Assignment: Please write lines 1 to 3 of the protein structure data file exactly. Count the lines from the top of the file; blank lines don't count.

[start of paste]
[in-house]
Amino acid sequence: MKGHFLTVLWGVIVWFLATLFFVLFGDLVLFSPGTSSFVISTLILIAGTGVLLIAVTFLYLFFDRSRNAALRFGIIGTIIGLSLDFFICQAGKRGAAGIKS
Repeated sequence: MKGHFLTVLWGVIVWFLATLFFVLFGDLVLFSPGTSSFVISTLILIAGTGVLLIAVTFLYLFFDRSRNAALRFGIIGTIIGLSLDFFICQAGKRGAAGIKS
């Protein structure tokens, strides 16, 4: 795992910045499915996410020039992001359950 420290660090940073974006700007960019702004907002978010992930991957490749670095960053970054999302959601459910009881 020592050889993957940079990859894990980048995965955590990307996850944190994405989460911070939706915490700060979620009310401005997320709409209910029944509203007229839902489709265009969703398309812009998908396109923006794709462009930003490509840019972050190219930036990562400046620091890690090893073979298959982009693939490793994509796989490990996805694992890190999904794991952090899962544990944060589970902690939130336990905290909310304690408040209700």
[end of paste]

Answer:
[in-house]
Amino acid sequence: MKGHFLTVLWGVIVWFLATLFFVLFGDLVLFSPGTSSFVISTLILIAGTGVLLIAVTFLYLFFDRSRNAALRFGIIGTIIGLSLDFFICQAGKRGAAGIKS
Repeated sequence: MKGHFLTVLWGVIVWFLATLFFVLFGDLVLFSPGTSSFVISTLILIAGTGVLLIAVTFLYLFFDRSRNAALRFGIIGTIIGLSLDFFICQAGKRGAAGIKS